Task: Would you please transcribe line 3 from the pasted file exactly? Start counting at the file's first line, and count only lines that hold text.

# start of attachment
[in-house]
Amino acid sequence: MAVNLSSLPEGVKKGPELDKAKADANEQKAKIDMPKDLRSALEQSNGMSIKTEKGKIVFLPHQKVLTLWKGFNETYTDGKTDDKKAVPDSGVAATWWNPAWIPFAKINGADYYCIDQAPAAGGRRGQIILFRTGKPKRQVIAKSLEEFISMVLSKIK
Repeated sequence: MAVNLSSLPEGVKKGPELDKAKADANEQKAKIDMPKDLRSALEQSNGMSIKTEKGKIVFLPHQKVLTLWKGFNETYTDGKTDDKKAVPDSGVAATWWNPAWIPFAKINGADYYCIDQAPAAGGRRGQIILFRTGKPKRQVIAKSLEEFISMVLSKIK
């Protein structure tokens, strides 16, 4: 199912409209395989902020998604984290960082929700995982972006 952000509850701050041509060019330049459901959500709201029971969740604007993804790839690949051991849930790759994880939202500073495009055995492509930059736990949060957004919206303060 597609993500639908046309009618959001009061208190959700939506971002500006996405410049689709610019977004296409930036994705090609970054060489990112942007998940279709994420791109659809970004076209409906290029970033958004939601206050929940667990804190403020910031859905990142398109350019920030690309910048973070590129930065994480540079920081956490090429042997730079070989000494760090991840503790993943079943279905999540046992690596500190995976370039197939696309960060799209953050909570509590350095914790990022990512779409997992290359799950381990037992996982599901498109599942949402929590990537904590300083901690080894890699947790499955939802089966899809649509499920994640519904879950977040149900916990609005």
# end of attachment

Repeated sequence: MAVNLSSLPEGVKKGPELDKAKADANEQKAKIDMPKDLRSALEQSNGMSIKTEKGKIVFLPHQKVLTLWKGFNETYTDGKTDDKKAVPDSGVAATWWNPAWIPFAKINGADYYCIDQAPAAGGRRGQIILFRTGKPKRQVIAKSLEEFISMVLSKIK